Breastmilk vs. infant formula: the never-ending discussion

Breastmilk vs infant formula

Breastmilk vs infant formula - click on the image to view the full document on the California Department of Public Health website

Just a few days ago I ran across an online discussion in which a mom blurted out that infant formula was “just as good as breastmilk”, since it contains the same nutrients. She wasn’t able to breastfeed her baby because of the medication she was taking, and thought formula worked just fine. In a way, she’s absolutely correct. Infant formula does what it’s supposed to do: it feeds babies with the basic proper nutrients and helps them grow. And for mothers who have physical limitations to nursing, formula can be a life saver.

The truth is, 90% of mothers don’t have these limitations, yet only 75% of them choose to breastfeed after birth. The numbers trickle down quickly and only about 25% of moms still breastfeed after six months. This is sad news because even though breastmilk and infant formula share many similar nutrients, breastmilk offers many more valuable ingredients that will never make it into industrially-processed formula (see chart on the right).

I think all moms who have breastfed their babies for a year or more will tell you the same. Yes, nursing is a tough habit to pick up. It does take a lot of practice, for both mom and baby. It does require commitment and huge amounts of support, especially from your partner, your family, nurses and pediatricians. Breastfeeding is a challenge, but one that women around the world have taken on for tens of thousands of years. And breastfeeding is usually cheaper than formula. A mother will spend a few hundred dollars in extra food for herself and possibly a breastpump, but it doesn’t compare to the average $1500 spent on infant formula for the first year.

With infant formula manufacturing companies heavily marketing their products (after all, they do make billions of dollars from it yearly!), 80% of hospitals releasing new moms with formula samples in their diaper bags, and an overall lack of education and support, making the choice to breastfeed is an uphill battle. And honestly, it shouldn’t be this difficult to do what our bodies were meant to do. But in 2011 it seems to be harder than ever.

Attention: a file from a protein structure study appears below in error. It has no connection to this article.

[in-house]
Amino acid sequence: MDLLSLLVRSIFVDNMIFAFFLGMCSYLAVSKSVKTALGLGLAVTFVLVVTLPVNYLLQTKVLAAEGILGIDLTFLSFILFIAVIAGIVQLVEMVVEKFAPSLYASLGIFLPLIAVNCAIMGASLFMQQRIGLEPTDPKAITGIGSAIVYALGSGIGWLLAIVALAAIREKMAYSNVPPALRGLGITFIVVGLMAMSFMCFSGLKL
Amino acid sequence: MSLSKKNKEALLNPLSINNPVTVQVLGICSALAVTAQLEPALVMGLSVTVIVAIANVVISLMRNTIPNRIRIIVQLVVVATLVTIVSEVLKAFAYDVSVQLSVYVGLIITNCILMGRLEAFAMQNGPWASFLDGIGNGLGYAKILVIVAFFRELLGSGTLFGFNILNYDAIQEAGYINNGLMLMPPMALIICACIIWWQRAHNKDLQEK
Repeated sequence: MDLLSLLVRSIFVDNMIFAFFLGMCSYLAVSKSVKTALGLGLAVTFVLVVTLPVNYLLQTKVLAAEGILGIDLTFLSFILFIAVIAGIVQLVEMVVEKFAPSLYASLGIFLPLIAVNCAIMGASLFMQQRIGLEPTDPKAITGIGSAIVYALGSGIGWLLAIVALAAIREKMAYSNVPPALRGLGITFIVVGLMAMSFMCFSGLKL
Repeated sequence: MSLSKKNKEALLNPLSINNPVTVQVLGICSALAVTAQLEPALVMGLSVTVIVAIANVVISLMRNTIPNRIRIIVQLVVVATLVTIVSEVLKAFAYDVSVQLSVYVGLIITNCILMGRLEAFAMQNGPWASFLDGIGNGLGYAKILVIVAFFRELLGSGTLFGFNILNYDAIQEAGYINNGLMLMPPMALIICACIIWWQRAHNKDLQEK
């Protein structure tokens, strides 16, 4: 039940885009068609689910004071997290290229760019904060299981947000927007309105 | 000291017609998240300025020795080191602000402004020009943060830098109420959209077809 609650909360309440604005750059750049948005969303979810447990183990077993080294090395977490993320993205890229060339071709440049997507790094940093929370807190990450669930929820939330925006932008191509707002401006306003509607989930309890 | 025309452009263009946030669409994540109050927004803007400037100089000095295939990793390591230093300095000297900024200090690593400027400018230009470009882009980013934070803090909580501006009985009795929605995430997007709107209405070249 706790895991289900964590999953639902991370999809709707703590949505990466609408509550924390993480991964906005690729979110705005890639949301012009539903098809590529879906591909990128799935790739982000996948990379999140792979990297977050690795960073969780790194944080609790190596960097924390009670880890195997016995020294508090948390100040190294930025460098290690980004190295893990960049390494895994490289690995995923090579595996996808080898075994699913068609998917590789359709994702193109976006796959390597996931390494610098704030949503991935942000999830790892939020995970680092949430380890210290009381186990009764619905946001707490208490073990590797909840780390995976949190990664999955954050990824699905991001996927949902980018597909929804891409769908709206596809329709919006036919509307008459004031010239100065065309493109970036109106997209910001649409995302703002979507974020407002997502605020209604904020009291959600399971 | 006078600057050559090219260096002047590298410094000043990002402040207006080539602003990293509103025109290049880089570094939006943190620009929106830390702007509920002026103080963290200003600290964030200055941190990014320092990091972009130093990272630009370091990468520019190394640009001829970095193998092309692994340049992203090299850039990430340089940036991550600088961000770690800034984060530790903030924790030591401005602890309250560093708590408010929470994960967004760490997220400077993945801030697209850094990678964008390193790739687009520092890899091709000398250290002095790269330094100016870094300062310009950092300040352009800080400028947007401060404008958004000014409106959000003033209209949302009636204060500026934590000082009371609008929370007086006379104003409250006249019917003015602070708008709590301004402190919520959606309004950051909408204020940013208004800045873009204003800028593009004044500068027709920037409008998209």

If you’ve nursed your own babies and believe in the value of breastmilk, look around you and see who could use your help. Sometimes, one highly supportive person is all it takes to put a new mom on the right track.

As Mother Theresa once said, “Never worry about numbers. Help one person at a time, and always start with the person nearest you.”

If you enjoyed reading this post and would like to receive future postings, please enter your email address and click the Sign Up button at the top right of this page. Thank you for reading!

Add to DeliciousAdd to DiggAdd to FaceBookAdd to Google BookmarkAdd to RedditAdd to StumbleUponAdd to TechnoratiAdd to Twitter

11 responses to “Breastmilk vs. infant formula: the never-ending discussion

  1. Even guys can talk about this with new parents they know and be a supportive influence! Well said.

  2. I am always appalled that women are not encouraged to breastfeed. I fed mine for ten months each and it is the thing I miss most about them being babies.

  3. Nice post. Being a new mom I am enjoying breastfeeding my little one and the thought that someday I need to stop makes me miss it already. I fail to understand why women (who can feed) who have taken the step to become a mother miss out on the greatest bonding factor by preferring formula milk over breastfeeding. Probably there are many logical reasons but from an emotional standpoint no reasons can justify it.

    • I loved being able to breastmilk my babies, look at them and realize that I was the one providing the nutrients from them to grow. It’s quite an amazing thing we can do as part of the mammal world – feed another human being.

  4. I vote for breastmilk! :)

Leave a Reply

Fill in your details below or click an icon to log in: Logo

You are commenting using your account. Log Out /  Change )

Google photo

You are commenting using your Google account. Log Out /  Change )

Twitter picture

You are commenting using your Twitter account. Log Out /  Change )

Facebook photo

You are commenting using your Facebook account. Log Out /  Change )

Connecting to %s